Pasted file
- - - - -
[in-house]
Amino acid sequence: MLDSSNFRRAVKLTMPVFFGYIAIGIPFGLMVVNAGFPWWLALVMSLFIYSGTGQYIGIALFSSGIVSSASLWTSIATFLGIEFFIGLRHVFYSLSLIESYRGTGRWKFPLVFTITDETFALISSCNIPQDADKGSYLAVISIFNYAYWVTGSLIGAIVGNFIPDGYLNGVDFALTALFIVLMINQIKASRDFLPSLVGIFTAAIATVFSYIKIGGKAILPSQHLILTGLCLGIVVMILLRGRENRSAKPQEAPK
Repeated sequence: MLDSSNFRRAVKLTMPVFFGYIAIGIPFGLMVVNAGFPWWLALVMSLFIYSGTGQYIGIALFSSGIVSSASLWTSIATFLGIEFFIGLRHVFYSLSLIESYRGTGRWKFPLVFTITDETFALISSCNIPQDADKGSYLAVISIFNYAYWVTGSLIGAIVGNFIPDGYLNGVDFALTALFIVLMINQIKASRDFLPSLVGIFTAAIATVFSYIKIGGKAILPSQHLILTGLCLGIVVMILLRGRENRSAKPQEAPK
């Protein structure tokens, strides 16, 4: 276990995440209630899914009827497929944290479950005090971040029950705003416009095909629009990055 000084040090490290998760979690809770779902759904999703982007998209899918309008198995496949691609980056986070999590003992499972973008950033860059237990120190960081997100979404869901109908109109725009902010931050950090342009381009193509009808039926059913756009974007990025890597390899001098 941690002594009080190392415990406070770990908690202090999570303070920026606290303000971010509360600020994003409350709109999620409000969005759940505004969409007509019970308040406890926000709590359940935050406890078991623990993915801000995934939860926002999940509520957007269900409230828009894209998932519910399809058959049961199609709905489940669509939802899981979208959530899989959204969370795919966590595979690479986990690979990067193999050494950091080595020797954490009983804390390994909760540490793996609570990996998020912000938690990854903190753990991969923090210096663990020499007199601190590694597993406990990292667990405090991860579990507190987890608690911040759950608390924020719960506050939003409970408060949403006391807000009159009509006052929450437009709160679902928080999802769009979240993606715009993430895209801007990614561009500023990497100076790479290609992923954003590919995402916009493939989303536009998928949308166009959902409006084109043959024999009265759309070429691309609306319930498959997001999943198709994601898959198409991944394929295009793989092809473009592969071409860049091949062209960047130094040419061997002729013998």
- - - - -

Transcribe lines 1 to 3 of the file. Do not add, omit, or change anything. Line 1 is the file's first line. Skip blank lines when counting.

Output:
[in-house]
Amino acid sequence: MLDSSNFRRAVKLTMPVFFGYIAIGIPFGLMVVNAGFPWWLALVMSLFIYSGTGQYIGIALFSSGIVSSASLWTSIATFLGIEFFIGLRHVFYSLSLIESYRGTGRWKFPLVFTITDETFALISSCNIPQDADKGSYLAVISIFNYAYWVTGSLIGAIVGNFIPDGYLNGVDFALTALFIVLMINQIKASRDFLPSLVGIFTAAIATVFSYIKIGGKAILPSQHLILTGLCLGIVVMILLRGRENRSAKPQEAPK
Repeated sequence: MLDSSNFRRAVKLTMPVFFGYIAIGIPFGLMVVNAGFPWWLALVMSLFIYSGTGQYIGIALFSSGIVSSASLWTSIATFLGIEFFIGLRHVFYSLSLIESYRGTGRWKFPLVFTITDETFALISSCNIPQDADKGSYLAVISIFNYAYWVTGSLIGAIVGNFIPDGYLNGVDFALTALFIVLMINQIKASRDFLPSLVGIFTAAIATVFSYIKIGGKAILPSQHLILTGLCLGIVVMILLRGRENRSAKPQEAPK